When he was still working on Dreamers during the summer, López pointed out that he has been discovering new facets of himself as a composer, since its large-scale dimensions for chorus and symphony orchestra (Esa-Pekka Salonen will conduct the Philharmonia Orchestra of London) allow him to expand ideas and play extensively with changing colors.

López himself knows the experience of being an immigrant in more than one context: first, as a Peruvian who went to Finland to study and then to the United States in 2007. Cruz immigrated with his family as a child from Cuba to Florida. "We are not saying that we have experienced what people now are going through," Cruz says, "but only that there is a certain connection in terms of displacement and having to question what is home."

Communities and Their Metaphors

Symphony orchestras are often regarded as noble symbols for a society functioning in harmony. The West-Eastern Divan Orchestra offers an actual example of a community in harmony whose members come from countries torn by never-ending hostility.

Daniel Barenboim
Founded in 1999 by the conductor Daniel Barenboim and the late literary scholar and critic Edward Said, the group brings together young Israeli and Palestinian musicians, along with members from other Arab countries as well as from Spain, Turkey, and Iran. The ensemble's name comes from Goethe's poetry collection West-Eastern Divan, which re-envisioned the equal co-existence of East and West in the early 19th century.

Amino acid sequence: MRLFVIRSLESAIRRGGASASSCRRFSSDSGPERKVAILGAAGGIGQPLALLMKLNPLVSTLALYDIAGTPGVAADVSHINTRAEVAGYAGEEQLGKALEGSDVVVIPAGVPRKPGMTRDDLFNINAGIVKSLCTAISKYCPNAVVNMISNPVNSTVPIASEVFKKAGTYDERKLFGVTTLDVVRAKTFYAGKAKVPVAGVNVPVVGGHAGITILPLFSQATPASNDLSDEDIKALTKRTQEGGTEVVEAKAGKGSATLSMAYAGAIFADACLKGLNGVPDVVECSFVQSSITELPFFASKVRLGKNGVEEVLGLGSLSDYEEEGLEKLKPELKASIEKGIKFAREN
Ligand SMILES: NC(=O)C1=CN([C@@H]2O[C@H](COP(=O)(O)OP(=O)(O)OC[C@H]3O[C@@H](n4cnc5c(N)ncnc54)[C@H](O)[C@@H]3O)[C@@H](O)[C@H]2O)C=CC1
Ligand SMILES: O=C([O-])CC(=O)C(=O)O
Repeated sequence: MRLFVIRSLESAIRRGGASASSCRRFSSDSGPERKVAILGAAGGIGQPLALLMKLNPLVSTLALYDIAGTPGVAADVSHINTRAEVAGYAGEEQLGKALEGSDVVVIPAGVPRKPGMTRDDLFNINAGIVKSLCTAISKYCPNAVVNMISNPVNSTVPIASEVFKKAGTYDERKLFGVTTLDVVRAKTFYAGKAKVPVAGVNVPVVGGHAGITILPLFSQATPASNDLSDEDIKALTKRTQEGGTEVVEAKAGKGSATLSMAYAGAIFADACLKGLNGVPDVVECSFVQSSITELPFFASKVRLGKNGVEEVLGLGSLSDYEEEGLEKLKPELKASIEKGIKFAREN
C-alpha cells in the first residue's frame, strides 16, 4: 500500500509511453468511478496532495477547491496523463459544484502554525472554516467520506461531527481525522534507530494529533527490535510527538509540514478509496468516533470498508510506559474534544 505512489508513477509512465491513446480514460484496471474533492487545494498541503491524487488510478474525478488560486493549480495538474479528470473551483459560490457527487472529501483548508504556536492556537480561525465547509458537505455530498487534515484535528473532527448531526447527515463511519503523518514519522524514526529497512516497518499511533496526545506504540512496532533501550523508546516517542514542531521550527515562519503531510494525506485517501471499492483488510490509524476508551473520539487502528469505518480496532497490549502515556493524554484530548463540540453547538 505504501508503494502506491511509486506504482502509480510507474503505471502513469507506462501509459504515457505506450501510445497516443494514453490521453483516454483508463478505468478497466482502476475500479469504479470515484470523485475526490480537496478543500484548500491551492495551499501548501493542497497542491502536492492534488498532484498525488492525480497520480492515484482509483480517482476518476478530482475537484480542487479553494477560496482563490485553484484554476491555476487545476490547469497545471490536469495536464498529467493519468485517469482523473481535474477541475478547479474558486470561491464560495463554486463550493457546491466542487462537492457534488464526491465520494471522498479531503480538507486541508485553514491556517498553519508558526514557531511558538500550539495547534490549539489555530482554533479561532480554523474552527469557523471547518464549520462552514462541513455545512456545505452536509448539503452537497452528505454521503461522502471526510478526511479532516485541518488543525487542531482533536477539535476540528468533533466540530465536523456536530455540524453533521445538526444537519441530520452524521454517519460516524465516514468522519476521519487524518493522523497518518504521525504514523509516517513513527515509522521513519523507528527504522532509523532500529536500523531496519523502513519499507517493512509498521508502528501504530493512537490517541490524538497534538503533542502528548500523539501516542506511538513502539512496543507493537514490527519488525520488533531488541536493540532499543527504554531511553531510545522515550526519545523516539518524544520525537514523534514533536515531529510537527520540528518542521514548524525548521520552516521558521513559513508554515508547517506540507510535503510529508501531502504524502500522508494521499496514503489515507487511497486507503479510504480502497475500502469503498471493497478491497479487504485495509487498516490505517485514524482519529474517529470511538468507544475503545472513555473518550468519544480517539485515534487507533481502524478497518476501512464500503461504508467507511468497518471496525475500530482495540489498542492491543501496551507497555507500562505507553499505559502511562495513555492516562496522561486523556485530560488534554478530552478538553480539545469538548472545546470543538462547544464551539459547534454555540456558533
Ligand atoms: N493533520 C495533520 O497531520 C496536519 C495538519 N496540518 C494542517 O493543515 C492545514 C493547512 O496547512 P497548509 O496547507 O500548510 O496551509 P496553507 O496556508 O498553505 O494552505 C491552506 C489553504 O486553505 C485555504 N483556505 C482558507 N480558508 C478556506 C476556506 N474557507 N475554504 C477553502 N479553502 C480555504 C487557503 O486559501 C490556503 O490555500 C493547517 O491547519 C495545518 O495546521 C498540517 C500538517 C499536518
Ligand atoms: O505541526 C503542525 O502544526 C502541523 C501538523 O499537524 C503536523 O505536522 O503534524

The orchestra's program (featuring a pair of tour de force classics by Richard Strauss and Tchaikovsky) will mark its West Coast debut. Under Barenboim's guidance, these musicians erase borders with a power shared by all humanity: the power to make and be moved by music. "It's such an important and compelling metaphor for cooperation, for how essential it is," says Bailis. "And yet it's still actually unsafe for these specific artists to engage in that simple act of making music together in various parts of the world. In addition to their extraordinary artistic caliber, the way these artists act as a metaphor for internationalism provides a compelling example for how we want to talk about those differences, as we are experiencing divisions of our own in increasingly violent and oppressive ways."

The first performance in the Citizenship strand this season also comes from Berlin—which is home headquarters for Barenboim and the West-Eastern Divan Orchestra—in the form of the radically imaginative Schaubühne theater company. Florian Borchmeyer's adaptation of Ibsen's classic An Enemy of the People (1882), directed by Thomas Ostermeier (a phenomenal force in contemporary theater), promises to shed light on the specter of crowd thought and populism confronting the individual conscience and the desire for reform. Even the play's title has acquired an unwelcome resonance in today's climate, when the president of the United States employs the words to attack a critical press.